Sunday, May 25, 2008

The Bureau of Land Management Website: More Than Just Land Patents

A small section of a survey map (above) of northwestern Itawamba County showing the Natchez Trace (labeled as the Old Natchez Road on the map) and Factors Field (note: a factor was an agent employed by merchants, residing in other places to buy and sell on their account. In the Chickasaw Nation of northeastern Mississippi a factor probably ran a trading post.)

Many genealogists and historical researchers use the Bureau of Land Management website to research land patents. However, they now have included images of the original land surveys as part of their offerings.

After a treaty with the Chickasaw Nation of northeast Mississippi in 1832, the United States government began surveying the new cession lands. A contract was awarded on 12 November 1833 to G.W. Higgins to survey this vast area of land, and during 1834 the survey was completed. Higgins and his men not only surveyed the land and plotted the same in sections, townships and ranges, but also made a record of trails, roads, farms and improvements on the land they encountered. The survey field notes along with the actual survey maps yield a wealth of historical information. Below is a list of sites that the surveyors found in what is now Itawamba County, Mississippi and recorded in their field notes.:

Kin-hi-cha's house and field
Indian house
Tap-pah-ka's house
Indian house and field (corn and cotton)
Indian prarie
Indian field
Indian field
Indian burial grounds
Indian house
Chistana's field and house
Indian burial grounds
Tunk-co-tubby's field and house
20-acre Indian field
Kin-hi-cha's field
Tusk-a-tubby's house and field
Indian field
Benjamin Wise's farm
Maxcy's farm
Allen's farm
Greenwood's Indian field

Although the field notes are not online the survey maps are. These survey maps show many old roads, trails, creeks and streams as well as various features including some fields and farms. The Itawamba survey maps show an old wagon road leading up from Cotton Gin Port through eastern Itawamba County ending near the present-day Clay community. Families living along this old road included the Wise, Maxcy, Allen and Dulaney families according to the survey notes. The maps also show various trails and even the Natchez Trace running through northwestern Itawamba County (written as the Old Natchez Road on the survey maps).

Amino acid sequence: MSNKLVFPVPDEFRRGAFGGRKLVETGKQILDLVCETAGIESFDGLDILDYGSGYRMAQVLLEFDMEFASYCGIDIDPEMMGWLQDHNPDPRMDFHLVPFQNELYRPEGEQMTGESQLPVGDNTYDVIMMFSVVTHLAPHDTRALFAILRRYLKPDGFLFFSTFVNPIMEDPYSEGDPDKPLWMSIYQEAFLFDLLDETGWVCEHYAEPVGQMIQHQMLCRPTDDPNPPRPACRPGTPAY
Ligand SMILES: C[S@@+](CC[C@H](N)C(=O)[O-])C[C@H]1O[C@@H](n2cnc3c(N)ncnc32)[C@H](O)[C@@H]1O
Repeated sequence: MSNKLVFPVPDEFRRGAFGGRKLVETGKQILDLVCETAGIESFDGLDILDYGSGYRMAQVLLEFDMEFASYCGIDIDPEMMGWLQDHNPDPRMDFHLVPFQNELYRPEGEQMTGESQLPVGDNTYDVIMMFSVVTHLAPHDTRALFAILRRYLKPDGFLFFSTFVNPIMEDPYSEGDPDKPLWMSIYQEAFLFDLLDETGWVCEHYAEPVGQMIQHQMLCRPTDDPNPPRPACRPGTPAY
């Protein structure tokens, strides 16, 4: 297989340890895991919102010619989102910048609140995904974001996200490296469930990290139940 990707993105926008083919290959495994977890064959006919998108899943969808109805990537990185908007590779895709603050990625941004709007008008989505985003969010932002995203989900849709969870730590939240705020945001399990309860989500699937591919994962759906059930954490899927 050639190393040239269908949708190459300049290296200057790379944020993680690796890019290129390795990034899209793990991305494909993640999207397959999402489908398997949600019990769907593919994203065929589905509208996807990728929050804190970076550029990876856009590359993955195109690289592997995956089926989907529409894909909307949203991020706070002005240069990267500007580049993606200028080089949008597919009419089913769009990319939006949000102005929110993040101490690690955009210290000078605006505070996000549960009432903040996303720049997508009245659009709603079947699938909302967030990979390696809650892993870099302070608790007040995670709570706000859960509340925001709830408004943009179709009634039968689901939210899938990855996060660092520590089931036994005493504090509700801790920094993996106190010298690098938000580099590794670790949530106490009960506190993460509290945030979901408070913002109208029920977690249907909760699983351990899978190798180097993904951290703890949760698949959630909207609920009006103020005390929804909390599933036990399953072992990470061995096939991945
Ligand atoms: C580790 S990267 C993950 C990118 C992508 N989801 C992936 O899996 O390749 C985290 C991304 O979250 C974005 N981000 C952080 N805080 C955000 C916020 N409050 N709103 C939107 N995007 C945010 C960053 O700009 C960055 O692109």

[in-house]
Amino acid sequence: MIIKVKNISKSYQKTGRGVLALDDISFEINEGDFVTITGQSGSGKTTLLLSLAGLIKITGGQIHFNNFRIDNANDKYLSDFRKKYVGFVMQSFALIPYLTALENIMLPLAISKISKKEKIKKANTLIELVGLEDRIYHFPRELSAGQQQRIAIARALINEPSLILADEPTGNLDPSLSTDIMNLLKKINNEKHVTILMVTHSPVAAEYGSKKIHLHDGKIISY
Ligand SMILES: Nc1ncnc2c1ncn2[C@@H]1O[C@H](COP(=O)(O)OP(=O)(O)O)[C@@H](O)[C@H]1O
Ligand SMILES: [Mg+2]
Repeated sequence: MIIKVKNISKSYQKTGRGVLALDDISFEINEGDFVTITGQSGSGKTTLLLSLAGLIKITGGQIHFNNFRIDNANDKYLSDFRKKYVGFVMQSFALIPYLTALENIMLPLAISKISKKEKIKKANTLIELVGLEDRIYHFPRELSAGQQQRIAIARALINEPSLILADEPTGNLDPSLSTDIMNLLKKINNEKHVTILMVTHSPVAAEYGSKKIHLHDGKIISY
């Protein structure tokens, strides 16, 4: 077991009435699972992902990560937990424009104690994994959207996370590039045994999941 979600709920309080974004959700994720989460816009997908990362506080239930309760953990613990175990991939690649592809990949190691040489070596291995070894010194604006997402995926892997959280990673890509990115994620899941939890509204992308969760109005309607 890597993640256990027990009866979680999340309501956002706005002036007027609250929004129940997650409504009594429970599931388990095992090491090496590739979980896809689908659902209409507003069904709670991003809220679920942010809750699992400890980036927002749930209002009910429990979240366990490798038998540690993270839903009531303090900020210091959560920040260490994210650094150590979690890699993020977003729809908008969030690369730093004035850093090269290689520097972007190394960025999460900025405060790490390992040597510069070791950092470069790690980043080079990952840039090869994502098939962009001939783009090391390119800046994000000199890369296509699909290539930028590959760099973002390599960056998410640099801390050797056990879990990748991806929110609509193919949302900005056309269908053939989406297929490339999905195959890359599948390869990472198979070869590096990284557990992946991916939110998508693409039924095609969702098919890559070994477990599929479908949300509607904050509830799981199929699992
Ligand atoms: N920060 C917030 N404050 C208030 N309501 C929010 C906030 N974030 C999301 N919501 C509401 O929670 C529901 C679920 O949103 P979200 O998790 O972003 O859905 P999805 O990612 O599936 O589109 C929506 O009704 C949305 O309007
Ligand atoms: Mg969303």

The survey maps of pre-county days are very detailed, showing every section, township and range in the present county in minute detail. In researching Itawamba County, don’t forget the Bureau of Land Management’s land survey images. They are an important companion to their patent records.


Billy said...

I just found your May 25 note and BLM map which shows "Factor's Field". I live near old Boren's Crossing, the place where I think the original Trace (as opposed to the current, paved road) supposedly crossed 20 Mile Creek. A nearby stream, called by the old timers "Factory (maybe "Factor's") Branch" empties into 20 Mile very near Duggar Creek. I wonder if that is the portion of map I see here. Any idea?
Billy Hancock

Bob Franks said...

Billy, you are correct. From looking at the old survey maps, the road going from Pratts (and Friendship Church area) down the hill into the Twenty-Mile Bottom and crossing the creek at Boren's bridge appears to be the "old" trace. That "Factor's Field" was northeast of Boren's Crossing. The area of the survey you are looking at is this area.